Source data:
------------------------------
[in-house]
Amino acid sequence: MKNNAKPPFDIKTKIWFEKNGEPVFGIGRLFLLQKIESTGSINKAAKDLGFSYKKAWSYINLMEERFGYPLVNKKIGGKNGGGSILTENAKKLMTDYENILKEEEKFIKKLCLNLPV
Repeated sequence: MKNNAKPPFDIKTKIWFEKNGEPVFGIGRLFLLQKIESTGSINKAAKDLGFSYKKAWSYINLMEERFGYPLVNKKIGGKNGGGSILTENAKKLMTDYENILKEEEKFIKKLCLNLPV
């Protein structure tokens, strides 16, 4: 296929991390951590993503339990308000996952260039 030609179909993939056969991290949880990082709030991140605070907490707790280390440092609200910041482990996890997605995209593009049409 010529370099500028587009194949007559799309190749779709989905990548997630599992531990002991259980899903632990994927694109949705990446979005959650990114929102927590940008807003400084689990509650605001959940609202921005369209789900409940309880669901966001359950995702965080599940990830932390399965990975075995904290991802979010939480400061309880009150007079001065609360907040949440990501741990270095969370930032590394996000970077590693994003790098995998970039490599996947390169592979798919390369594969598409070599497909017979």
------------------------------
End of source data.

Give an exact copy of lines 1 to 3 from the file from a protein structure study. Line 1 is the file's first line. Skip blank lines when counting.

[in-house]
Amino acid sequence: MKNNAKPPFDIKTKIWFEKNGEPVFGIGRLFLLQKIESTGSINKAAKDLGFSYKKAWSYINLMEERFGYPLVNKKIGGKNGGGSILTENAKKLMTDYENILKEEEKFIKKLCLNLPV
Repeated sequence: MKNNAKPPFDIKTKIWFEKNGEPVFGIGRLFLLQKIESTGSINKAAKDLGFSYKKAWSYINLMEERFGYPLVNKKIGGKNGGGSILTENAKKLMTDYENILKEEEKFIKKLCLNLPV